REFINE Regulatory Science Framework for Nano(bio)material-based Medical Products and Devices
- Maroua Ben Haddada
- Dania Movia
- Adriele Prina-Mello
- Jolanda Spadavecchia
Docetaxel (DTX) is an anticancer treatment widely used in the clinic for the treatment of various human malignancies, including Non-Small-Cell Lung Cancer (NSCLC). Its low water solubility and systemic toxicity, however, negatively impact the clinical application of such drug. In order to improve DTX solubility in biological fluids and decrease its adverse effects in patients, the scientific community is currently focusing on developing drug delivery systems where DTX is the payload. In this context, the present study aims at presenting a step forward in the development of platforms based on gold complexes for multifunctional approaches (theragnostic tools) and stimuli-responsive therapies. Tetrachloroauric acid (HAuCl4) were complexed with the antitumor drug and dicarboxylic acid-terminated polyethylene-glycol (PEG) to form the nanometric complex named DTX-Au-PEG. Following reduction with sodium borohydride (NaBH4), the DTX-Au-PEG complex formed hybrid-metal nanoparticles (DTX IN PEG-AuNPs), where DTX was protected in the gold core embedded within the polymer chains. To achieve therapeutic targeting, DTX-Au-PEG complex and DTX IN PEG-AuNPs were chemical combined with the human anti-EGFR polyclonal antibody, which recognizes the hERG1 channel aberrantly expressed on the membrane of human lung cancer cells. The active targeting was demonstrated by various analytical techniques (Raman and UV–vis spectroscopies); whereas, in vitro experiments on tissue-mimetic, three-dimensional (3D) tumoroids grown at the Air-Liquid Interface (ALI) demonstrated that DTX encapsulation within a gold core strongly influenced the drug efficacy, with a significant increase of the DTX therapeutic index when AuNPs were specifically targeted against EGFR. Collectively, our study demonstrated that a drug delivery system based on Au (III)-DTX complexes constitutes an encouraging chemical approach to build Au (III) complexes into real chemotherapeutic drugs for cancer treatment.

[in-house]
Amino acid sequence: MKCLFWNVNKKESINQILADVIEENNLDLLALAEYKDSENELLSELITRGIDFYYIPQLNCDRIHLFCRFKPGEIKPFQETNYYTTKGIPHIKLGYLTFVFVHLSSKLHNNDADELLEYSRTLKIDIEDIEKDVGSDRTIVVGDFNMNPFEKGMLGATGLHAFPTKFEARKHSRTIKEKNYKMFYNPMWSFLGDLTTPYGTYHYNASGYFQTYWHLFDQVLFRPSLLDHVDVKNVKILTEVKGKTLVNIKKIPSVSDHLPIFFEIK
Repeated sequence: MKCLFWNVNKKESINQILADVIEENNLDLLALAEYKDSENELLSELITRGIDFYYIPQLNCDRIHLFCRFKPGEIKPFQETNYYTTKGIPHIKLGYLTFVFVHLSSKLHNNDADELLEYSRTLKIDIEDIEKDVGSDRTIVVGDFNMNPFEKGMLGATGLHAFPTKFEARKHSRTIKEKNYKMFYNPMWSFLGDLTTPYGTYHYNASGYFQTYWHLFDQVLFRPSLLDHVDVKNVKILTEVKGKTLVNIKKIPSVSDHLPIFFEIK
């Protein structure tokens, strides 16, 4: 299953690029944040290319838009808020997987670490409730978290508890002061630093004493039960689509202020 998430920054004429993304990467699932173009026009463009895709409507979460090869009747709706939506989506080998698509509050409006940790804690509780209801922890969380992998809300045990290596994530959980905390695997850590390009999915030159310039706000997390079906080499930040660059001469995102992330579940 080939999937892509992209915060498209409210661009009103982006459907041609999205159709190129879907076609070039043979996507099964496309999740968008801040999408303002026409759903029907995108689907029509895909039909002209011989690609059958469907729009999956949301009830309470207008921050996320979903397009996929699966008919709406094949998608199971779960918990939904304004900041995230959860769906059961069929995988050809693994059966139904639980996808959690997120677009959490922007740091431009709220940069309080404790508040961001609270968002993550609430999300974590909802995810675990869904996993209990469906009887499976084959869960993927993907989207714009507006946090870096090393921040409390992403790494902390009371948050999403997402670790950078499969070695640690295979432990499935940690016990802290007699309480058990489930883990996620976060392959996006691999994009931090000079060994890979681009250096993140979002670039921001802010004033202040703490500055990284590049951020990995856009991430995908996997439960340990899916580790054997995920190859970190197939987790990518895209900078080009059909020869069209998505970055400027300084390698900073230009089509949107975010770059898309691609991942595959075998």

Hypothesis The implementation of the proposal from the European Chemical Agency (ECHA) to restrict the use of nanoplastics (NP) and microplastics (MP) in consumer products will require reliable methods to perform size and mass-based concentration measurements. Analytical challenges arise at the nanometre to micrometre interface, e.g., 800 nm–10 µm, where techniques applicable at the nanometre scale reach their upper limit of applicability and approaches applicable at the micrometre scale must be pushed to their lower limits of detection. Experiments Herein, we compared the performances of nine analytical techniques by measuring the particle size distribution and mass-based concentration of polystyrene mixtures containing both nano and microparticles, with the educational aim to underline applicability and limitations of each technique. Findings Light scattering-based measurements do not have the resolution to distinguish multiple populations in polydisperse samples. Nanoparticle tracking analysis (NTA), nano-flowcytometry (nFCM) and asymmetric flow field flow fractionation hyphenated with multiangle light scattering (AF4-MALS) cannot measure particles in the micrometre range. Static light scattering (SLS) is not able to accurately detect particles below 200 nm, and similarly to transmission electron microscopy (TEM) and flow cytometry (FCM), is not suitable for accurate mass-based concentration measurements. Alternatives for high-resolution sizing and concentration measurements in the size range between 60 nm and 5 µm are tunable resistive pulse sensing (TRPS) and centrifugal liquid sedimentation (CLS), that can bridge the gap between the nanometre and micrometre range.
Although interest and funding in nanotechnology for oncological applications is thriving, translating these novel therapeutics through the earliest stages of preclinical assessment remains challenging. Upon intravenous administra-tion, nanomaterials interact with constituents of the blood inducing a wide range of associated immunotoxic effects. The literature on the immunological interactions of nanomaterials is vast and complicated. A small change in a particular characteristic of a nanomaterial (e.g., size, shape, or charge) can have a significant effect on its immunological profile in vivo, and poor selection of specific assays for establishing these undesirable effects can overlook this issue until the latest stages of preclinical assessment. This work describes the current literature on unintentional immunological effects associated with promising cancer nanomaterials (liposomes, dendrimers, mesoporous silica, iron oxide, gold, and quantum dots) and puts focus on what is missing in current preclinical evaluations. Opportunities for avoiding or limiting immunotoxicity through efficient preclinical assessment are discussed, with an emphasis placed on current regulatory views and require-ments. Careful consideration of these issues will ensure a more efficient preclinical assessment of cancer nanomedicines, enabling a smoother clinical translation with less failures in the future.